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Allocations Guidelines for Faculty Positions

INTRODUCTION

The purpose of this document is to articulate a set of criteria for guiding the allocations process. It is our hope that in doing so we will improve the transparency, efficiency, and consistency of this process. Ultimately, the goal is to establish clear and meaningful criteria similar to those currently in place for the tenure and promotion process.

It should be noted that these criteria are intended to guide EPAG in its deliberations on specific allocation requests from departments and programs. EPAG recognizes that any significant programmatic additions or deletions must be determined by the faculty as a whole, not by EPAG acting alone. We also recognize, however, that in the case of small departments, marginal changes in allocations can have a qualitative impact on their sustainability, and the criteria articulated below attempt to address this concern. It should also be noted that, should EPAG bring recommendations to the faculty relating to significant programmatic additions or deletions, the criteria listed below would be among the considerations that would influence our thinking.

This document consists of two parts. The first briefly lays out three key assumptions in the allocations process, while the second articulates the criteria upon which allocations decisions are best made.

A. GUIDING ASSUMPTIONS

All allocations decisions will be guided by the following assumptions:
  1. Reversion: All open positions revert to the college for allocation.
  2. Equity: No departments or programs are automatically privileged in the allocation process.
  3. Sustainability: Departments and programs will not be permitted 'accidentally' to become too small to offer a reasonable academic program.
B. FIRST ORDER CRITERIA

Beyond these basic assumptions, allocations requests will be evaluated in terms of how well the requested position will enhance the College's ability to provide an academic program based on its core value of academic excellence in a liberal arts setting.

Academic Excellence in a Liberal Arts Setting

All allocations should endeavor to sustain and create excellent academic programs and departments that comprise both the traditional core of a liberal arts curriculum and new domains of liberal scholarship. Individual departments serve the College and its students in a variety of ways, just as individual faculty members serve the College, their students, and their profession in a variety of ways. Rules cannot be substituted for good judgment on the part of persons responsible for allocations decisions. The following criteria are considered to be of primary importance, but it is not always desirable or necessary that they be given equal weight. Nothing in the following criteria in intended to privilege any department or division over any others.

Specific criteria include:
  • Is the requested position consistent with the distinctive nature of a liberal arts education? We define it in the following ways:
    • cultivates an ability to think, learn and express oneself both rigorously and creatively;
    • develops an understanding of disciplinary theory and method;
    • encourages an understanding that disciplines provide only partial insights into complex realities and that inter-disciplinarity is therefore important;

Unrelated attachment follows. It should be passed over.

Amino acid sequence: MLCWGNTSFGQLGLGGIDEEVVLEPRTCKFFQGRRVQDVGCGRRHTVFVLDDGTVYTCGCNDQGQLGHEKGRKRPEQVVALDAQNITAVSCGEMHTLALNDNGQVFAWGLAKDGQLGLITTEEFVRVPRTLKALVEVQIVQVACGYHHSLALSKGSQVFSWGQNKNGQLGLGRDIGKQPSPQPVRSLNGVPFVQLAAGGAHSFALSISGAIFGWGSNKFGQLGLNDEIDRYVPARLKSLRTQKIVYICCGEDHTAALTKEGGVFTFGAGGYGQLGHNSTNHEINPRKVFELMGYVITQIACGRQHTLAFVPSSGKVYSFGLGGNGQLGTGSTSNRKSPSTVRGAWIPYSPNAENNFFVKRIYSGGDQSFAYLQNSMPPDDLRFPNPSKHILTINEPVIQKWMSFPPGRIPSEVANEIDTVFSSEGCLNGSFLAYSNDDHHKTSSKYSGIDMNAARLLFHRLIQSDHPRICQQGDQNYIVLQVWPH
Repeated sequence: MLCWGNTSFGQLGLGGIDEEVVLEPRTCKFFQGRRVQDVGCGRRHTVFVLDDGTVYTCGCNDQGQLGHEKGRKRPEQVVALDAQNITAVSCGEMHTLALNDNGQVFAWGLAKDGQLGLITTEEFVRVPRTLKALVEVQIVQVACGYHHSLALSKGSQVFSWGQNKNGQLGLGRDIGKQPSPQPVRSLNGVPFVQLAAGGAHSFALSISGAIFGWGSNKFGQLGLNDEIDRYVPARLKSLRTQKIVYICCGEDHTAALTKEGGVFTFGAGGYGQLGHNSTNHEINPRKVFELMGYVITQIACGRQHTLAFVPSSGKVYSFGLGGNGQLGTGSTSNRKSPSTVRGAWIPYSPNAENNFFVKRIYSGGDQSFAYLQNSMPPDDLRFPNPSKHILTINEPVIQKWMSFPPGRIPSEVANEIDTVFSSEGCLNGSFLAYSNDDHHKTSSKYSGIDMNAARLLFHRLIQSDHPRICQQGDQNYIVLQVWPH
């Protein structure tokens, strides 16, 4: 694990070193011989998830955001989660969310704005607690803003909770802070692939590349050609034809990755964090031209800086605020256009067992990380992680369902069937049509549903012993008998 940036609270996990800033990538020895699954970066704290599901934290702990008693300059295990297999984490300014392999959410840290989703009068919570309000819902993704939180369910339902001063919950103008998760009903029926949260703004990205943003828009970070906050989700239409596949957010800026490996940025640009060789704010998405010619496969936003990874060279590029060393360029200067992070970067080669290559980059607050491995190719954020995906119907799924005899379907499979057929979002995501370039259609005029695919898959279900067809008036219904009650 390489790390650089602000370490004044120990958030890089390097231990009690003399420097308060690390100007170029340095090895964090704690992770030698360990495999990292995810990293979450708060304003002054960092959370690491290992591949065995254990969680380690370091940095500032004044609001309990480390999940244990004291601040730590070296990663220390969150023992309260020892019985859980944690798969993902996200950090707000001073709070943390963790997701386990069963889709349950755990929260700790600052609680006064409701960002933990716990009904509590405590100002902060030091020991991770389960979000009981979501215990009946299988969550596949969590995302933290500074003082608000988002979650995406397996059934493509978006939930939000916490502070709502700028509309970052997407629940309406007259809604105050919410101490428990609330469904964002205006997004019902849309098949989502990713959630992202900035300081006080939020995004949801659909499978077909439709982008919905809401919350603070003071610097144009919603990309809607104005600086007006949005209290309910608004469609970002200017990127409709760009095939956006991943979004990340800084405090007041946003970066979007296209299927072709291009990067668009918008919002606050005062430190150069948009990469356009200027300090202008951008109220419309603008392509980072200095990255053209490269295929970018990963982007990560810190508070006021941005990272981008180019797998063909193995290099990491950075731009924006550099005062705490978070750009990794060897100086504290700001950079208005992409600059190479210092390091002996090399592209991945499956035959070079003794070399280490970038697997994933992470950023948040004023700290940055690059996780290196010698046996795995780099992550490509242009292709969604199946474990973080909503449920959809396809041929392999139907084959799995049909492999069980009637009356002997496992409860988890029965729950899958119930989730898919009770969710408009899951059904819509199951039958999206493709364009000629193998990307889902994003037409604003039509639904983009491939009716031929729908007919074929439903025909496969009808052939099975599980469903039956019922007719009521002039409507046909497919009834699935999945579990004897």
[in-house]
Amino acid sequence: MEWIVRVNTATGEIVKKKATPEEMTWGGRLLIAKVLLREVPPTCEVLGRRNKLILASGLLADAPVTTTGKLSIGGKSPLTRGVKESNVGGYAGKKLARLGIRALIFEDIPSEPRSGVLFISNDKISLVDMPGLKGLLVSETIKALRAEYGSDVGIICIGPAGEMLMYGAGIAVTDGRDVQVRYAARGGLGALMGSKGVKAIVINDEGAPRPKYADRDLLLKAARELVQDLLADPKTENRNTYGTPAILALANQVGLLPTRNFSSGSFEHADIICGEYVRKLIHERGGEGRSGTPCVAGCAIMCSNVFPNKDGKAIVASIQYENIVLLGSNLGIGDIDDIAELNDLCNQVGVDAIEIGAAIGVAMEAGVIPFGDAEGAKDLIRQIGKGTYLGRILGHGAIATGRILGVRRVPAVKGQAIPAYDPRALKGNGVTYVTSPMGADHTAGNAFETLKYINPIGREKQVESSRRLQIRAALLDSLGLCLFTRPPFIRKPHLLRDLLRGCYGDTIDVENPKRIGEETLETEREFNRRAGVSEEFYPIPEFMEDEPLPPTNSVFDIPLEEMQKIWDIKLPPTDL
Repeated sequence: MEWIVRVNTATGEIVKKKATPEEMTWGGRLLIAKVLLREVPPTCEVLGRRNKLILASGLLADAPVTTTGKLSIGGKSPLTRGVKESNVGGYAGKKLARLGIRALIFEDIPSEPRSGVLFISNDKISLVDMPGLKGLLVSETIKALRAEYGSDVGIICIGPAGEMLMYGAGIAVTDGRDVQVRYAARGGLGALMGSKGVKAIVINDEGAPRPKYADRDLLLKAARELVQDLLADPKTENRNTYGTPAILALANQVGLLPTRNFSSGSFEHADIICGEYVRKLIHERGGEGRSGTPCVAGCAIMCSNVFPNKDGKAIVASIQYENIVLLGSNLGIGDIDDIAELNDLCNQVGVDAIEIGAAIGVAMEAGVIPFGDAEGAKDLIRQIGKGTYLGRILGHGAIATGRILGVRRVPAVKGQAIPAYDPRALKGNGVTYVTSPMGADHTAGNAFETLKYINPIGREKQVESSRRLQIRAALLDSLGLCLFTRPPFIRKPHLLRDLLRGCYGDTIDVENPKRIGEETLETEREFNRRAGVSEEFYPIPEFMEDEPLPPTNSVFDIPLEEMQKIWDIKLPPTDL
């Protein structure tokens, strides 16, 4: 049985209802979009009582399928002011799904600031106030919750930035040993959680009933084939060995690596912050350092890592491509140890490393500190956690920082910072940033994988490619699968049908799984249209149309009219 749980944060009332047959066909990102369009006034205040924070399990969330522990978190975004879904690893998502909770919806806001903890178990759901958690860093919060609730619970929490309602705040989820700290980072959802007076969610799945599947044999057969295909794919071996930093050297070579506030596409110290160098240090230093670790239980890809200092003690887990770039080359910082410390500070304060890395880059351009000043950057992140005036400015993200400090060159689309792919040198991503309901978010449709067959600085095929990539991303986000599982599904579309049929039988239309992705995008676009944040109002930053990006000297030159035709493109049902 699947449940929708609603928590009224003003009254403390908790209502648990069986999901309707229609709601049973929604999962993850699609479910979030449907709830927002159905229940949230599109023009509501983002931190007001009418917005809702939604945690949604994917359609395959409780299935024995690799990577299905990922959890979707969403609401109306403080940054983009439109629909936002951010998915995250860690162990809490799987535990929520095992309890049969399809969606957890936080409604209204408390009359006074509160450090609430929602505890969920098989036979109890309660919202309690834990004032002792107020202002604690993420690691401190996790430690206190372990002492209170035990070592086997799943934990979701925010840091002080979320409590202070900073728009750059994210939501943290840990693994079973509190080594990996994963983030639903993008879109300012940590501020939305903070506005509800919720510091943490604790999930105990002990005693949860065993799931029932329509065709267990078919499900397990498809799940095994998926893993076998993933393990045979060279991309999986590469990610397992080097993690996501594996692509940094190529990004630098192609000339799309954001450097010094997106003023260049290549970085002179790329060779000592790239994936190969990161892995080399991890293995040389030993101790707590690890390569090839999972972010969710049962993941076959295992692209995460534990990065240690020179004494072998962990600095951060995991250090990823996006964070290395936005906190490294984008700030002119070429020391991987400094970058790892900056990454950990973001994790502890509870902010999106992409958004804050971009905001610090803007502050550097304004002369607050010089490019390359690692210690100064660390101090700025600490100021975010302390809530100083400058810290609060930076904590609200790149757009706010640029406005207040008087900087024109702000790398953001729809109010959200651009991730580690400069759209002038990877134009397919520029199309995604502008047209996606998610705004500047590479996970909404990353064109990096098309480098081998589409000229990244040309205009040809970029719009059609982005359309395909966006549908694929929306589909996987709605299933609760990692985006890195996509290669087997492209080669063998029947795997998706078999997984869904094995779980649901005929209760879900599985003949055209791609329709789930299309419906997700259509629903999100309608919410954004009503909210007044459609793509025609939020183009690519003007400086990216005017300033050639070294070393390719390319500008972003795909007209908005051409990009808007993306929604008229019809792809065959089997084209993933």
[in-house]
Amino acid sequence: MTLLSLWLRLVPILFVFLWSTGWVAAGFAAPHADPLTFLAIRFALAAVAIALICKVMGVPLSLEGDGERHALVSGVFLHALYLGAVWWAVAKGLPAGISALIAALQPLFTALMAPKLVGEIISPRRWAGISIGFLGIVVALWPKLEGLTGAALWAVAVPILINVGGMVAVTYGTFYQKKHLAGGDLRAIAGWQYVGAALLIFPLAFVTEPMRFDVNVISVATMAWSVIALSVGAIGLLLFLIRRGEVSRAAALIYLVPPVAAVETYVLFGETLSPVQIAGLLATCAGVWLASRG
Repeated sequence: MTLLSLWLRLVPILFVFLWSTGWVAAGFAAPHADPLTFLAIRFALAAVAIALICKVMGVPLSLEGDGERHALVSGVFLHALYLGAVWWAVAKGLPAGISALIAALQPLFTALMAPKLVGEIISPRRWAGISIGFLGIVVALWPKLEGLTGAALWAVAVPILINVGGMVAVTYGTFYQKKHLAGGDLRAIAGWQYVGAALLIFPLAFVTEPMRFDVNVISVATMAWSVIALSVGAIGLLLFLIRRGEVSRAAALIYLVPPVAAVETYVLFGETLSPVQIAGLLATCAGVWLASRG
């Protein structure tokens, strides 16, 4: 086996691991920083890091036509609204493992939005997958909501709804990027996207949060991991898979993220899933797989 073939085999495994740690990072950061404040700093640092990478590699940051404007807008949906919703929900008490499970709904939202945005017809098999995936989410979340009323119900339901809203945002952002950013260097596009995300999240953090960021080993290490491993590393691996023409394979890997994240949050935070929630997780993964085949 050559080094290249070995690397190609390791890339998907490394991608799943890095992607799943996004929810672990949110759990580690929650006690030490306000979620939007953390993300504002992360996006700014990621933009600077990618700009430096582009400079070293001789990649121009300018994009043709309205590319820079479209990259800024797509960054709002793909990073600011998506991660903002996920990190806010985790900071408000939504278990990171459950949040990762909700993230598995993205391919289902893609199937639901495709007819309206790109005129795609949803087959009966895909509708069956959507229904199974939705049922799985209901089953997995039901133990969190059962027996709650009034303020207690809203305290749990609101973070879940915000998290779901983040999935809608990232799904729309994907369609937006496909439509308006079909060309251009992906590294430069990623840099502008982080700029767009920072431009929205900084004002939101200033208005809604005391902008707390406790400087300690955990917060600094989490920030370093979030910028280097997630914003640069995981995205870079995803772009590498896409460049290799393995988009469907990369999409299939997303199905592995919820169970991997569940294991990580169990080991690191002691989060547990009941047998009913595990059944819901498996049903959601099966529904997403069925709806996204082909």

• cultivates a capacity to address the 'big' issues/questions confronting society and to place more specialized knowledge in a broader historical, social, political, ethical and cultural context;
    • fosters life-long learning;
    • promotes a sense of personal and social responsibility;
    • cultivates a capacity for critical thinking; and
    • cultivates an attention to aesthetic issues.

  • Is the position consistent with the college's stated mission of being a preeminent liberal arts college with an educational program known for its high standards for scholarship and its special emphasis on internationalism, multiculturalism, and civic engagement?
  • Is the position consistent with building a curriculum that sustains the requirements that the faculty has established relating to graduation and to student competencies (e.g., writing, quantitative skills, divisional distribution, foreign language, major concentration)?
  • Is the allocation essential for the integrity, that is, the central core of the program or department curricular offerings? By central core, we refer to the generally accepted methods, bodies of theory, and accumulated conceptions of the discipline.
C. SECOND ORDER CRITERIA

After being evaluated in terms of academic excellence in a liberal arts setting, allocations requests will be judged in terms of the following 'second order' criteria:

Student Interest/Demand

This will be determined primarily in terms of number of majors/minors; overall course enrollments; participation in activities for which faculty or students receive credit (e.g., plays, forensics); and, recommendations from duly constituted student representative bodies within departments/programs.

Past Success and Future Prospects of the Department/Program

This will be determined primarily through a careful examination of the most recent external review (including the self-study and department/program letter of response). In cases where no recent external review exists, EPAG may request that one be completed before it will consider an allocation request.

Relationship to Other Departments/Programs

This will be determined primarily through an examination of the way in which the requested position contributes (a) to the College's interdisciplinary, pre-professional (e.g., pre-law, pre-med), and cooperative programs (e.g., architecture, engineering); and (b) to the other departments.

Approved as amended on December 11, 2002

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